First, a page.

Quick Search:

uzh logo
Browse by:

Zurich Open Repository and Archive

Maintenance: Tuesday, 5.7.2016, 07:00-08:00

Maintenance work on ZORA and JDB on Tuesday, 5th July, 07h00-08h00. During this time there will be a brief unavailability for about 1 hour. Please be patient.

Permanent URL to this publication: http://dx.doi.org/10.5167/uzh-43160

Janus, C; Welzl, H (2010). Mouse models of neurodegenerative diseases: criteria and general methodology. In: Proetzel, G. Mouse Models for Drug Discovery : Methods and Protocols. United States: Springer, 323-345.

Accepted Version
View at publisher
[img] PDF - Registered users only


The major symptom of Alzheimer's disease is rapidly progressing dementia, coinciding with the formation of amyloid and tau deposits in the central nervous system, and neuronal death. At present familial cases of dementias provide the most promising foundation for modelling neurodegeneration. We describe the mnemonic and other major behavioral symptoms of tauopathies, briefly outline the genetics underlying familiar cases and discuss the arising implications for modelling the disease in mostly transgenic mouse lines. We then depict to what degree the most recent mouse models replicate pathological and cognitive characteristics observed in patients.There is no universally valid behavioral test battery to evaluate mouse models. The selection of individual tests depends on the behavioral and/or memory system in focus, the type of a model and how well it replicates the pathology of a disease and the amount of control over the genetic background of the mouse model. However it is possible to provide guidelines and criteria for modelling the neurodegeneration, setting up the experiments and choosing relevant tests. One should not adopt a "one (trans)gene, one disease" interpretation, but should try to understand how the mouse genome copes with the protein expression of the transgene in question. Further, it is not possible to recommend some mouse models over others since each model is valuable within its own constraints, and the way experiments are performed often reflects the idiosyncratic reality of specific laboratories. Our purpose is to improve bridging molecular and behavioural approaches in translational research.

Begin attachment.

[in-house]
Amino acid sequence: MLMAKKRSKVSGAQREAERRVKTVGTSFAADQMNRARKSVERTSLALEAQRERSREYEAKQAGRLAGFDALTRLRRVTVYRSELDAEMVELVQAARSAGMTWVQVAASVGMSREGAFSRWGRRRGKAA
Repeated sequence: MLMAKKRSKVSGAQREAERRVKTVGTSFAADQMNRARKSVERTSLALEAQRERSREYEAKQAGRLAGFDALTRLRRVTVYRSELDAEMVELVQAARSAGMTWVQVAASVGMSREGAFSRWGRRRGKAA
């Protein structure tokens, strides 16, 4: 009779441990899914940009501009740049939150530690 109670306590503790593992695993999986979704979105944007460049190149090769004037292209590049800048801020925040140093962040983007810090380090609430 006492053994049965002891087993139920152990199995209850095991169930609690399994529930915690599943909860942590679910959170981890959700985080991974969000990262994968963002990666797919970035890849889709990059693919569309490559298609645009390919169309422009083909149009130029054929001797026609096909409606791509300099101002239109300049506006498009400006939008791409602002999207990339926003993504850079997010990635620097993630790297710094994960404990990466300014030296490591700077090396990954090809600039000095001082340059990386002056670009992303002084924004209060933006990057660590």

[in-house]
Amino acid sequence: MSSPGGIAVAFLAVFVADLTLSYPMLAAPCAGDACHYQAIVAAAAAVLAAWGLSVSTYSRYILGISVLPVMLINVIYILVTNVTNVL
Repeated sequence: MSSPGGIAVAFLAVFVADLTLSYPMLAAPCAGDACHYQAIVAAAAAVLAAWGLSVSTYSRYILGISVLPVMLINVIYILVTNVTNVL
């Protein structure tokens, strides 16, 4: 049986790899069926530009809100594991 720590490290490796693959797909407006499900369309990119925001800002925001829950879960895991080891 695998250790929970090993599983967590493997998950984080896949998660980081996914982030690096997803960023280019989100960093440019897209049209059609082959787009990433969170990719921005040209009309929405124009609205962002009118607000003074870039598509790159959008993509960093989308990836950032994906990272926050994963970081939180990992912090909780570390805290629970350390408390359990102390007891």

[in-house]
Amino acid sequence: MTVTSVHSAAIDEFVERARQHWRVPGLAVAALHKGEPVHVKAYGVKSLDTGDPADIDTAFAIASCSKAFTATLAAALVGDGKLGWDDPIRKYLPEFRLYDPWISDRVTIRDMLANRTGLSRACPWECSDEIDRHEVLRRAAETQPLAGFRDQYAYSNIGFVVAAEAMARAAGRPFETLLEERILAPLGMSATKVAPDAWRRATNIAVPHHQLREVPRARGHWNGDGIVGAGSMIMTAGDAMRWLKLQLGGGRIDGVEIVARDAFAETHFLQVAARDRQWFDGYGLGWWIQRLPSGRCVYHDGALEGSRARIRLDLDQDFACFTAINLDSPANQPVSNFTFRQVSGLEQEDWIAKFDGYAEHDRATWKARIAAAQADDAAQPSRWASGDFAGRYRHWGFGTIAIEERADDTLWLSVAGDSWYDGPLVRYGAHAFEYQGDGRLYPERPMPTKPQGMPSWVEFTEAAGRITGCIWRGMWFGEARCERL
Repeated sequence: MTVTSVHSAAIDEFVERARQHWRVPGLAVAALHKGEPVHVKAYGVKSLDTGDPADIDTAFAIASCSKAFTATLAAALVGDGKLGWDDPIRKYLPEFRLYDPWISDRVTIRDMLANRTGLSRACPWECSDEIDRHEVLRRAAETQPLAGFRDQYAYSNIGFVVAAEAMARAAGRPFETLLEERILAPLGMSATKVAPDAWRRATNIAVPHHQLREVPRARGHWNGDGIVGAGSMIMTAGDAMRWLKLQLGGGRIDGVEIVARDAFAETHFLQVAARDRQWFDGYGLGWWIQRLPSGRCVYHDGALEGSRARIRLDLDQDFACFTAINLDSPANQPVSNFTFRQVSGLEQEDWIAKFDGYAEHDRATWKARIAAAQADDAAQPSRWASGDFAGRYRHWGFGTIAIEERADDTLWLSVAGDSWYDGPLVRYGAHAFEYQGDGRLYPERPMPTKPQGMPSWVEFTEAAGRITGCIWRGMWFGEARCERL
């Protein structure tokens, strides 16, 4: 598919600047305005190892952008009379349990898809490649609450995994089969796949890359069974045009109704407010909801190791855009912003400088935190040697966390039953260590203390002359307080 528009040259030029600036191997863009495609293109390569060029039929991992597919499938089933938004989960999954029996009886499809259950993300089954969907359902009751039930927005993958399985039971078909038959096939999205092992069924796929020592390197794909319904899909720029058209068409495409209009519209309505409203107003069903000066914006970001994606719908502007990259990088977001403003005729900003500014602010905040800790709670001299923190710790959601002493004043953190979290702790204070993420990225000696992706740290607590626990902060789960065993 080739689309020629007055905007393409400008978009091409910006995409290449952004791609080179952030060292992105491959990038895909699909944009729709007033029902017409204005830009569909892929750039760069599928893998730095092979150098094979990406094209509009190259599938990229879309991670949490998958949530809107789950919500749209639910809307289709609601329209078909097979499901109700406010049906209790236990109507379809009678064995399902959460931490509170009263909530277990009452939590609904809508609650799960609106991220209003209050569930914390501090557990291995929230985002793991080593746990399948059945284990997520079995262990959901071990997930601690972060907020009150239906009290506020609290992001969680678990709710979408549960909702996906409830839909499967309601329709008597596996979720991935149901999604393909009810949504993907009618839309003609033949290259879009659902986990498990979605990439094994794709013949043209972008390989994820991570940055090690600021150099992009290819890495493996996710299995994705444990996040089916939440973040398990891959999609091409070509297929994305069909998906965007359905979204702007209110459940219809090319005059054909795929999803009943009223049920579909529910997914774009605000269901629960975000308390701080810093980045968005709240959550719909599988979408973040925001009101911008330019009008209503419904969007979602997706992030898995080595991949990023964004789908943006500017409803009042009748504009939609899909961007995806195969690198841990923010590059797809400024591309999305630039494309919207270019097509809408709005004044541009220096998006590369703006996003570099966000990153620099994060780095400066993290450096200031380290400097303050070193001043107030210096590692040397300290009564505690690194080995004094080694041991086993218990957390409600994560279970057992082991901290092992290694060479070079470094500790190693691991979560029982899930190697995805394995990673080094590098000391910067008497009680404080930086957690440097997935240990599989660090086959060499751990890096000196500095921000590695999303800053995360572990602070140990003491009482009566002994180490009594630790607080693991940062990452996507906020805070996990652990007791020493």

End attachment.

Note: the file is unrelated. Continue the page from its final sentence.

8 citations in Web of Science®
6 citations in Scopus®
Google Scholar™



133 downloads since deposited on 25 Jan 2011
20 downloads since 12 months

Detailed statistics

Additional indexing

Item Type:Book Section, refereed, original work
Communities & Collections:04 Faculty of Medicine > Institute of Anatomy
Dewey Decimal Classification:570 Life sciences; biology
610 Medicine & health
Deposited On:25 Jan 2011 14:35
Last Modified:05 Apr 2016 14:38
Series Name:Methods in Molecular Biology
Additional Information:The original publication is available at www.springerlink.com
Publisher DOI:10.1007/978-1-60761-058-8_19
PubMed ID:20012407

Users (please log in): suggest update or correction for this item

Repository Staff Only: item control page